Other services are also in play; a seamless integration of the store and website experience, the speed of delivery, and certainly the cost of delivery.
“The consumer has changed,” the buyer for a Fortune 50 retailer said. “They want things faster and better than ever before. And if they don’t get it, social media is going to hear about it.”
Thus, the challenge for the retailer and its supply chain is to deliver what the customer wants faster and better than the competition. If they can’t, the next retailer is a click away. To thrive in the culture of now, the retail network of merchants and suppliers must be smarter and more nimble than ever before.
“Headwinds have curated a new paradigm in retailing,” Mathes said. “As retailers map out their strategies to lean in and lean up, the pressures they face have trickle down effects on their supply chain.”
As the survey noted, retailers need to take innovative approaches to strengthen supplier collaboration, especially by providing steady, on-demand access to working capital.
“Healthy suppliers, with affordable access to working capital, are able not only to survive but thrive in today’s new retailing paradigm,” Mathes said.
Mathes said retailers require a greater level of “agility and flexibility” within the supply chain to deal with disruptive headwinds.
Companies want to avoid severe disruptions in materials and money that impeded supply chain management during the Great Recession.
The economic downturn sparked widespread efforts among retailers to collaborate more closely with supply chain organizations. For example, many companies recognized the need to offer supplier finance programs with banks to speed up payments on orders, allowing suppliers to pay on time for raw materials and other product costs.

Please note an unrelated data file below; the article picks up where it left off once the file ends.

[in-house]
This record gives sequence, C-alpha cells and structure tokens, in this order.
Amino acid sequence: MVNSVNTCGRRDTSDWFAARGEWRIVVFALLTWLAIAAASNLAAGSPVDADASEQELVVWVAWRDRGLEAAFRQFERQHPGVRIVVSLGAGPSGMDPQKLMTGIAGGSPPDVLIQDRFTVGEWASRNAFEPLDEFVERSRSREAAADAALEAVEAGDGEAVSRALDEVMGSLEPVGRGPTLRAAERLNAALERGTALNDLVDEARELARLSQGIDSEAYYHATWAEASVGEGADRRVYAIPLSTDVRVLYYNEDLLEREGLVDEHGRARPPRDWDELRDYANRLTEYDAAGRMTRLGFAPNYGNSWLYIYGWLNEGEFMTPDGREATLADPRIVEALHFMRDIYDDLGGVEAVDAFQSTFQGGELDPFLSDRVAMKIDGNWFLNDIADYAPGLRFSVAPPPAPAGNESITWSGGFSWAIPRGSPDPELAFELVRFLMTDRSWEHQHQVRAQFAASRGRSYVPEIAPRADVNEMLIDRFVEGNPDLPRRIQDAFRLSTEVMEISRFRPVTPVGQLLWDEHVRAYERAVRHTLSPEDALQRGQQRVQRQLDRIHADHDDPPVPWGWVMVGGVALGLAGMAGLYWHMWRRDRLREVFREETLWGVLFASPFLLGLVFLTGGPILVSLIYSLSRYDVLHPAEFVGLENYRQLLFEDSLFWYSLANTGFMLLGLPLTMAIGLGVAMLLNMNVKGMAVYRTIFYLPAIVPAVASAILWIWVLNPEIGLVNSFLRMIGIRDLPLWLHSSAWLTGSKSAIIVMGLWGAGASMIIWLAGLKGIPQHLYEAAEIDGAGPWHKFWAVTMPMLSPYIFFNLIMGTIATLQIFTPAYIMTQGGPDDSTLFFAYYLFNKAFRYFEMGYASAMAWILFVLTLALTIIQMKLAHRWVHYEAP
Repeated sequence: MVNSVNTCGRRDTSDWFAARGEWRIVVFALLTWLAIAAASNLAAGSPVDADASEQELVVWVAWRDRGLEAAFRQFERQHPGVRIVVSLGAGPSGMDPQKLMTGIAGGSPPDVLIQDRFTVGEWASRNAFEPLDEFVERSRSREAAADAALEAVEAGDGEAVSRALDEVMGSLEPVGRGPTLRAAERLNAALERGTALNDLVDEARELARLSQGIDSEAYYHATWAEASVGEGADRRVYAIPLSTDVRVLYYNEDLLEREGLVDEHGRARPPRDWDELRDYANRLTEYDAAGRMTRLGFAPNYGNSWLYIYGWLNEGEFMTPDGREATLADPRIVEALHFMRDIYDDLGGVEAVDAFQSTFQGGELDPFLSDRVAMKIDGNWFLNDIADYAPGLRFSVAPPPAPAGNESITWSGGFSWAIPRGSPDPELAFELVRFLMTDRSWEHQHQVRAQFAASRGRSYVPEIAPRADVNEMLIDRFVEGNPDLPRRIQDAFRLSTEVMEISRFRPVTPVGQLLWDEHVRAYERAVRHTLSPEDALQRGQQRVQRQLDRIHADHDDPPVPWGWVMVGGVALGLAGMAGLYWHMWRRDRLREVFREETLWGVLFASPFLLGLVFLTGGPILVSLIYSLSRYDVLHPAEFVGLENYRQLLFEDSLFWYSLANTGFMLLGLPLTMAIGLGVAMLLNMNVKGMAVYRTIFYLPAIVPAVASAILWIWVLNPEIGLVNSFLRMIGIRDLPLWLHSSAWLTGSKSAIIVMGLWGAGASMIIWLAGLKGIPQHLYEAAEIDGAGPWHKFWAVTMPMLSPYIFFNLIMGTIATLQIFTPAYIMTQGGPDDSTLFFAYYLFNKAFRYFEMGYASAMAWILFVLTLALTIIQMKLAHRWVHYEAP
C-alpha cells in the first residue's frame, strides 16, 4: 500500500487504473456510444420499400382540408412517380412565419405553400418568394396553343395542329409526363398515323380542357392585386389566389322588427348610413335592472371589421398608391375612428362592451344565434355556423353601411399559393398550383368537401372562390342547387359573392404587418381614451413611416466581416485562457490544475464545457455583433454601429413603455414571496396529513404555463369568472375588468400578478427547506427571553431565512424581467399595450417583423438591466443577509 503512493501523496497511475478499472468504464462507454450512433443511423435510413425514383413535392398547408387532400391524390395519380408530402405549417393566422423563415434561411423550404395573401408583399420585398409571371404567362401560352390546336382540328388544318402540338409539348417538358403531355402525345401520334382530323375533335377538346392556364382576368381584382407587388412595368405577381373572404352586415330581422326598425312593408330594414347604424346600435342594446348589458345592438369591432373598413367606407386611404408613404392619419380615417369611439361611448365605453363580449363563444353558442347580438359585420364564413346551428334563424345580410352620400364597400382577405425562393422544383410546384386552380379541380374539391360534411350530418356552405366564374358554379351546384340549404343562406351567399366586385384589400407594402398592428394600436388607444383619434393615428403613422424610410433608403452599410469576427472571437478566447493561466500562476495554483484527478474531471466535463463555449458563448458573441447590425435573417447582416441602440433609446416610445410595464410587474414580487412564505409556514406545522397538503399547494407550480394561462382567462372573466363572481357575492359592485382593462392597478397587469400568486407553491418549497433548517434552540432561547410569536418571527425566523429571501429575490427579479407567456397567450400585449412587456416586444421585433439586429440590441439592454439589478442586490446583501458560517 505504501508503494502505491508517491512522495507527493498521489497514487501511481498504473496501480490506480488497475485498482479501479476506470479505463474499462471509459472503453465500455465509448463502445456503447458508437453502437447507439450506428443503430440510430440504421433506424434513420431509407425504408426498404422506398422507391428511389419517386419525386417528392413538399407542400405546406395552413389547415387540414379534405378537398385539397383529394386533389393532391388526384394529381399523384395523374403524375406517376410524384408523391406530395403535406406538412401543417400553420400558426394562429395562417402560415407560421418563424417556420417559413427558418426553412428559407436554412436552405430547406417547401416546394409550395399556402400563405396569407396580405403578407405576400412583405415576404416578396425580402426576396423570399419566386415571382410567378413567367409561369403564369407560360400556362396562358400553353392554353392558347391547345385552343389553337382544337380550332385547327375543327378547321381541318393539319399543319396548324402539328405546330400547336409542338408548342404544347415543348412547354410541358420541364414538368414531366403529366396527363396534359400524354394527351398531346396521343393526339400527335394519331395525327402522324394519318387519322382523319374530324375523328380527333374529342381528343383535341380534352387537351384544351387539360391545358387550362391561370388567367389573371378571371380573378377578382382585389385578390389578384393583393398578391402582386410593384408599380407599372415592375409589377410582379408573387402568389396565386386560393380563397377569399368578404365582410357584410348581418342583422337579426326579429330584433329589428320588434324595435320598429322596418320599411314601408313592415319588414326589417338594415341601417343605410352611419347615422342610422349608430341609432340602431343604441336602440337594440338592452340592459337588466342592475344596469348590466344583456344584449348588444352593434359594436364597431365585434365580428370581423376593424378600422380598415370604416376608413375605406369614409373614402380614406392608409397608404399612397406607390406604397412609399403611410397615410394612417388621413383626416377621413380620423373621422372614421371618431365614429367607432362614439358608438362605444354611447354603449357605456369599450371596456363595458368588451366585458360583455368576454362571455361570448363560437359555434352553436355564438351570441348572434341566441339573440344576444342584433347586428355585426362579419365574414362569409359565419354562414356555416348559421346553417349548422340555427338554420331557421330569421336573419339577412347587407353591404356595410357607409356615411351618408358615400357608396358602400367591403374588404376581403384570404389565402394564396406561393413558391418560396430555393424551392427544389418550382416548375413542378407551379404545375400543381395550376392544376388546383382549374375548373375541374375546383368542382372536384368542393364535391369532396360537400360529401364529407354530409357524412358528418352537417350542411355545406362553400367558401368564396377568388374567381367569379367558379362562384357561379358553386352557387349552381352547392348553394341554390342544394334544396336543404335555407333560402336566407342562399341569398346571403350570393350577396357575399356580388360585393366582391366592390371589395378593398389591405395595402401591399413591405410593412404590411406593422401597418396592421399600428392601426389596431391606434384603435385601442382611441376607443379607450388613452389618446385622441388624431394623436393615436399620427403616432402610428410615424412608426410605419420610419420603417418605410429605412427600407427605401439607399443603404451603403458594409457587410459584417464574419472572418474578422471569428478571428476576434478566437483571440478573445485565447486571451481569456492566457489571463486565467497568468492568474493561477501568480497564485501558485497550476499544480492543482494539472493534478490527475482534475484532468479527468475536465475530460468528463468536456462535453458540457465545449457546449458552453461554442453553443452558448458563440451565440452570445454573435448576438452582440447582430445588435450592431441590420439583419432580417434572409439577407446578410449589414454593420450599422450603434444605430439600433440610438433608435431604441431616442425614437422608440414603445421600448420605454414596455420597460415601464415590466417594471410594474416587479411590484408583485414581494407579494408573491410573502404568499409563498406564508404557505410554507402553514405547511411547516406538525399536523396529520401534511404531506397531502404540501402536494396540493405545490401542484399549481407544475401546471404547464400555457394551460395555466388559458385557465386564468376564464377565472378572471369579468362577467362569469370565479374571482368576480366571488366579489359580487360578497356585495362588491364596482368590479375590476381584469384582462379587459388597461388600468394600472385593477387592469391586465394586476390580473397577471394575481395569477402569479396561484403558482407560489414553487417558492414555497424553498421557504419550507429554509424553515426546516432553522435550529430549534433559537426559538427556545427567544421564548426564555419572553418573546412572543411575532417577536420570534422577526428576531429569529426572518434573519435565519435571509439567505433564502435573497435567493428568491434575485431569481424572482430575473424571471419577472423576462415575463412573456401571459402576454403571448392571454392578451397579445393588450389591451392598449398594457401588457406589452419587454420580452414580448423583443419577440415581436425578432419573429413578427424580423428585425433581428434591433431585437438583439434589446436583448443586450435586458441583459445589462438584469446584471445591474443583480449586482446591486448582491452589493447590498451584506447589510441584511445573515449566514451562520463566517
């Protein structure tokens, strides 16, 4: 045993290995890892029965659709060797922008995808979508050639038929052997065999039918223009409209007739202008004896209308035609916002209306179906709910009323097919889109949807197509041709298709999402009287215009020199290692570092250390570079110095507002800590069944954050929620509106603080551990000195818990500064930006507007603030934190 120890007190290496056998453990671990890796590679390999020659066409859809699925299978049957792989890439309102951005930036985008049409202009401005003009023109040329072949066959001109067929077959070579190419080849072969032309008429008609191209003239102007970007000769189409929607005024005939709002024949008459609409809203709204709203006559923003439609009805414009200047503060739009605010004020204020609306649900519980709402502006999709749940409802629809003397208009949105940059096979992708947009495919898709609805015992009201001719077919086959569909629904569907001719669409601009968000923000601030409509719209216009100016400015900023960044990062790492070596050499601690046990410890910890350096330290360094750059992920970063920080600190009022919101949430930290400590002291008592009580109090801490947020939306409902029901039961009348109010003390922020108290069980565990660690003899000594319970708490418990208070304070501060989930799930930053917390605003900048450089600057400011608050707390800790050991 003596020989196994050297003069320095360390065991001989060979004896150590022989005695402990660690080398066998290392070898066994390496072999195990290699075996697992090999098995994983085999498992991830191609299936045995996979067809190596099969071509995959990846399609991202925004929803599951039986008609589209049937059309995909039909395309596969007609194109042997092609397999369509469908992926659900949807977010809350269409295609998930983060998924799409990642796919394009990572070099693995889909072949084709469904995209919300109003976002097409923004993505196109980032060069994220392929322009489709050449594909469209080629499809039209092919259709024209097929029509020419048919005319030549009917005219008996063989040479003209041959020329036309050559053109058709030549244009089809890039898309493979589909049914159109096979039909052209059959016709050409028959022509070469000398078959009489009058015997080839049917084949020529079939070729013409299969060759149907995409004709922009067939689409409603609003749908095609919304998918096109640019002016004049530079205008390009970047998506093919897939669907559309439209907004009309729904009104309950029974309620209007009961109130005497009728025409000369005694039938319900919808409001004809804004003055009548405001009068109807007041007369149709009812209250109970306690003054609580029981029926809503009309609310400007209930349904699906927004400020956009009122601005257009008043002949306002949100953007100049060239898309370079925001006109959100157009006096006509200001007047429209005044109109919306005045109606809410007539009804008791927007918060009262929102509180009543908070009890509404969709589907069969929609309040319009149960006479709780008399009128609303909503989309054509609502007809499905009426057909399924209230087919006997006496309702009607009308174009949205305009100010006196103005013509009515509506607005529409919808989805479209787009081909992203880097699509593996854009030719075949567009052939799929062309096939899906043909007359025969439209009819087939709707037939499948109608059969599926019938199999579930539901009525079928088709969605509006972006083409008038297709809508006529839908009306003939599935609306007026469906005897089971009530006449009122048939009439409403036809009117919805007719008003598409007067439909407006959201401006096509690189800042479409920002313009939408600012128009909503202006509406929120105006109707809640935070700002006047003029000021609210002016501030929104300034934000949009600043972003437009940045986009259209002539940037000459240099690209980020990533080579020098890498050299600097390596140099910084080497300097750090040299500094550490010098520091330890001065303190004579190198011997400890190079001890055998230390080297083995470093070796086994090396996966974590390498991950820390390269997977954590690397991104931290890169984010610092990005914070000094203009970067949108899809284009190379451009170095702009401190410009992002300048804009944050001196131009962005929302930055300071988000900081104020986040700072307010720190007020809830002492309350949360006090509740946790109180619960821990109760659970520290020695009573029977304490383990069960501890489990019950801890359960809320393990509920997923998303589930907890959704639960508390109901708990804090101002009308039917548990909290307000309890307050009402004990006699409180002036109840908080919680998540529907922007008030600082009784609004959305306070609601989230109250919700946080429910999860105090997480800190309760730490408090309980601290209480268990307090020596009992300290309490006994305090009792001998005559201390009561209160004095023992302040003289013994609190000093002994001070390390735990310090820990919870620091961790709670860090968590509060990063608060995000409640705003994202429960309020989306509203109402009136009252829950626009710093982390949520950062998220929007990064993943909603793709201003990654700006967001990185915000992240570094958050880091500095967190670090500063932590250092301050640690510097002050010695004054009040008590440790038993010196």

The idea: planned strategies work far better than reactive tactics.
That’s where companies such as C2FO can create a competitive advantage for retailers and suppliers, Mathes said.
C2FO’s services, for example, provide suppliers with access to working capital by accelerating invoice payment, so suppliers can fill orders on time, pay bills without financial stress, manage inventories, and keep goods and services flowing.
“It gives me peace of mind knowing that the capital is there if I need it. We’re very capital-intensive and we need to make sure that we have the cash flow to pay the factories and to get our goods delivered,” says Kelley Lehner, CEO of Ipanema, Inc., a contemporary women’s footwear manufacturer and supplier who uses C2FO.
For suppliers, payment acceleration with C2FO doesn’t require paperwork, hassles or fees. Unlike lending, C2FO doesn’t add to their debt. Faster payment allows them to access their own working capital on-demand to meet their operating expenses.
How does it work? Customers can put cash from their balance sheet to work in C2FO and set a desired rate of return. Suppliers who need cash flow can request early payment of their approved invoices at a rate that works for them. C2FO marketplace discounting routes and matches the orders so that both parties benefit.
It’s about “de-risking” the supplier system, said Sean Van Gundy, a C2FO managing director said in a statement about the survey results.
Change is a constant in retail. Everything about the retail industry is dynamic; product innovation and availability, customer preferences and trends, economic forces, and technology. The ever-increasing pace of that change offers risks, especially for your supply chain, but it also holds opportunity for retailers willing to innovate.
“Strategic investments in logistics technology, analytics, and supplier collaboration will serve as competitive advantages as retailers learn to aggressively evolve to embrace and serve customers in this new retailing paradigm,” Mathes said.
Within the paradigm, suppliers are more critical to success than ever before.
How retailers willing to learn and innovate gain a competitive edge — and build a stronger supply chain.
Learn how leading retailers: